From the Newsletter: It Takes a Village
Caroline Wilson shares her experiences launching a new neuroscience minor at Chapman University ... during the Covid-19 pandemic. Fortunately, the FUN Faculty Summer Workshop gave her the tools she needed for success.
It takes a Village: Launching a Neuroscience Minor During a Pandemic
Caroline H. Wilson, PhD, Director of Neuroscience Minor & Interdisciplinary Programs,
Chapman University, Orange CA
The paperwork was approved. The new course catalog was updated. We did it! Our new Neuroscience minor would begin in Fall 2020. Thanks to the tireless efforts of our Neuroscience council (Michael Robinson-Philosophy, Jessica Walker-Psychology, Patricia Lopes-Biological Sciences, Aaron Schurger-Institute for Interdisciplinary Brain and Behavioral Sciences, Manjari Murali-Health Sciences), we had created an integrative, rigorous curriculum for our best and brightest students. Twenty-two minors were accepted after completing prerequisites in computer science, statistics, philosophy, biological sciences, and psychology. With student majors from 5 different departments, I was looking forward to finalizing topics and activities for an introductory neuroscience lecture and lab. I dreamed of teaching neuroscience my entire life and I was finally realizing that dream.
But in March, 2020, the Covid-19 lockdown began and we all went into survival mode. I was still hopeful that our minor would launch in-person and that all the best laid plans would come to be. As fall approached, there was a growing realization that we would remain online. How would we begin a minor and two new courses under these circumstances? The dream was looking more like a nightmare.
Then inspiration came. I attended the virtual FUN Faculty Summer Workshop at the end of July, 2020. I found a village of neuroscientists who were creating innovative, inclusive practices for transitioning in-person courses to online. With the discussion of core concepts in Neuroscience (Audrey Chen Lew, Kimberly A. Phillps, Jennifer E. Schafer, and Patrick M. Sonner and SFN competencies), I created a checklist to ensure our minor was aligned with best practices. Mays Imad, the Keynote addressee, spoke of the power of discussing neuroscience myths with our students and unpacking some of the unconscious biases we may bring to our teaching. Ian Harrington and Alo Basu both inspired me with their talks about promoting equity in neuroscience, especially by intentionally highlighting diverse neuroscientists in our teaching. I was introduced to new open educational resources, digital texts, podcasts, video educational tools, and simulators that could assist in student learning. An initiative was also born for housing all the resources in an online neuroscience tool repository (led by Michael Wright, Claudia Jorgensen). And I was incredibly thrilled to hear about the range of laboratory exercises that could be conducted online. I incorporated lab exercises from Bill Grisham, Ashley Juavinett, and several others into my Intro Neuro lab. Judith Ogilvie, Todd Watson, and I also led a panel on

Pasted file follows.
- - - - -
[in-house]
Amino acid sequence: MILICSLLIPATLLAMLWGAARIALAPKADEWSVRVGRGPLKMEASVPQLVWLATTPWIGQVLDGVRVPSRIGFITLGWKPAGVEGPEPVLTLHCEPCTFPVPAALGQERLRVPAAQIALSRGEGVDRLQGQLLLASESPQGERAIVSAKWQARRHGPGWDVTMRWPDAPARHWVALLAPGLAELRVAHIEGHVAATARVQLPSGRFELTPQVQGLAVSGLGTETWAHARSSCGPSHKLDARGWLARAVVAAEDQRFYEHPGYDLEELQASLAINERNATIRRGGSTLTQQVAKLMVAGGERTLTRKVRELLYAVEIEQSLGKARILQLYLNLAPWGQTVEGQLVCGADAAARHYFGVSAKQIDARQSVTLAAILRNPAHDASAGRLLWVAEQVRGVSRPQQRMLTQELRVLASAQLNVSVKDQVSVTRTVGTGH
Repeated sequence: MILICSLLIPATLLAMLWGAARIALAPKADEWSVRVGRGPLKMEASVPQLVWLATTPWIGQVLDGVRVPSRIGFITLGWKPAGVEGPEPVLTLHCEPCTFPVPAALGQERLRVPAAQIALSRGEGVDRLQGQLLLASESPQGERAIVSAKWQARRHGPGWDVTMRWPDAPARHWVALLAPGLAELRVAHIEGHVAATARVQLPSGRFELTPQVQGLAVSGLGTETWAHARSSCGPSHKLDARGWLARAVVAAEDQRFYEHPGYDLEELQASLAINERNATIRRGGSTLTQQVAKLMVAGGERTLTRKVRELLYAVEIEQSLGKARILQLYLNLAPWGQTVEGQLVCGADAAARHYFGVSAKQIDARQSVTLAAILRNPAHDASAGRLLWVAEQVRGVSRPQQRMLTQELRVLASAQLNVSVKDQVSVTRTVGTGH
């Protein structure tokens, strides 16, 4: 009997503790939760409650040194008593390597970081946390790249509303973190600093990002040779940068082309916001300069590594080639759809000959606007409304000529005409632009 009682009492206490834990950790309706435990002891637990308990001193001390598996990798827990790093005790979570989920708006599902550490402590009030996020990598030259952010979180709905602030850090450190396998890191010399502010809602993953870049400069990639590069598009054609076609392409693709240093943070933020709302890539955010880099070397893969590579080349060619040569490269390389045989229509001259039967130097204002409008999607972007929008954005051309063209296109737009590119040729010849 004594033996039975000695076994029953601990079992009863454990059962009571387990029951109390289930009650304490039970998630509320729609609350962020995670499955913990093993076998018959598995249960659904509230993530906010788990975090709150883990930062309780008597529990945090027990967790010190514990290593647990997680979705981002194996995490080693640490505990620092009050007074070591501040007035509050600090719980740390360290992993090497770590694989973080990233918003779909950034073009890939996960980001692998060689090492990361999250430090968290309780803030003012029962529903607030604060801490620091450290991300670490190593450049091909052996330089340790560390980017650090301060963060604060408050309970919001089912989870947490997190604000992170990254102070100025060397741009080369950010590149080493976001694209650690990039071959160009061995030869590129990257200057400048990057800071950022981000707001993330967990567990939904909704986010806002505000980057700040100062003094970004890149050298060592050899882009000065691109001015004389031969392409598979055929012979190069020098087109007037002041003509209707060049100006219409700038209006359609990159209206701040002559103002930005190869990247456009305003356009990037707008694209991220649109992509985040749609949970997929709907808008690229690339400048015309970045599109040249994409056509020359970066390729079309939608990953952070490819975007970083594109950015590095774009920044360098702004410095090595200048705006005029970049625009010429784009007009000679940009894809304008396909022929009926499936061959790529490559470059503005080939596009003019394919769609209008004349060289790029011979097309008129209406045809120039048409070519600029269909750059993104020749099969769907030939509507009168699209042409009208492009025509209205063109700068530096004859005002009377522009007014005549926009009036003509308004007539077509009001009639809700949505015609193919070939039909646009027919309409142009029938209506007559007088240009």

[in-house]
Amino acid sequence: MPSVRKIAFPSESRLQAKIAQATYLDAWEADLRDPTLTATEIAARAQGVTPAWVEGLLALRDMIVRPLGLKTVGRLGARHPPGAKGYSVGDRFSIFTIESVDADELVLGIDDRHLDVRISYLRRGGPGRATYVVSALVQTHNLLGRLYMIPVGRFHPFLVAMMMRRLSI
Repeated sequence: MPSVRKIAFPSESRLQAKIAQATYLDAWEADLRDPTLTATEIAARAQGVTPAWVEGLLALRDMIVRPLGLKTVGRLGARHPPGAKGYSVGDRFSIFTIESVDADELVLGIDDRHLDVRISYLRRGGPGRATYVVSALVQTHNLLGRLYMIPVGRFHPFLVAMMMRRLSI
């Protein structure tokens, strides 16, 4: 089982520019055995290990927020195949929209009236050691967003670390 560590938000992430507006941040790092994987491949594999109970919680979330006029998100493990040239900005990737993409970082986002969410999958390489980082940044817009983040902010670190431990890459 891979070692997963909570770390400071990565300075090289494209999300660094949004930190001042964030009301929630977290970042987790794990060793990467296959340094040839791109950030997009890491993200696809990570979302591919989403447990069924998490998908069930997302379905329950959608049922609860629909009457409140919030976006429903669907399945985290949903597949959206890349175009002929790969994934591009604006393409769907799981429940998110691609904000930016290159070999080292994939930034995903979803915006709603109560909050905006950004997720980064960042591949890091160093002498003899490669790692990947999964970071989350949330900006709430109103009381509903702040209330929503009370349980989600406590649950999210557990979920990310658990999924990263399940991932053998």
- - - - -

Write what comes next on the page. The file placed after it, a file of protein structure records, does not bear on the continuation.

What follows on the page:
incorporating neuroscience case studies for improved student engagement. The resources seemed never-ending and the conference timing was perfect.
When the Fall 2020 semester began, I felt much more confident, but would the new courses be successful? Luckily, my neuroscientist village kept growing. Distinguished neuroscientists were interviewed by my colleagues so our students could hear about their career journeys. We invited virtual guests to discuss their work, such as Idea of the Brain author, Matthew Cobb, representatives from the Alzheimer's Association, my former students, and local scientists. One focus of the minor is to help develop the student's identity as a scientist, and the invited colleagues helped provide awareness in career opportunities, along with discussions of their conceptual knowledge. Instead of traditional exams, students worked on group presentations, reading discussions, Adobe Spark websites, and a video summary final. The fall courses ran brilliantly and the students were engaged. They became a team, collaborating with each other from across time zones and borders. The dream was realized.
This is a letter of thanks to all of you, named and unnamed, who stepped up to share your knowledge during a time when many of us felt lost. Many of you continue to share through social media, the wonderful Neuroscience Teaching Conference held in July, 2021, and by publishing topics related to neuroscience pedagogy. A GIANT shout out to the FUN executive committee and last year's conference committee for all of their dedication. I am so appreciative of an organization of faculty who put students first.
This letter is also a call to action. Let's continue to grow our village! Many of us are still adapting and modifying our curriculum so we can continue to serve our students. Please keep sharing and disseminating your successes and struggles. After starting a minor during a pandemic, I am inspired to share whatever I can. Let's continue to stay connected and please reach out if you are starting your own program. I hope I can help be a part of your village too.
Information about the Chapman Neuroscience minor can be found here. Email firstname.lastname@example.org or @neuronerdCA on Twitter.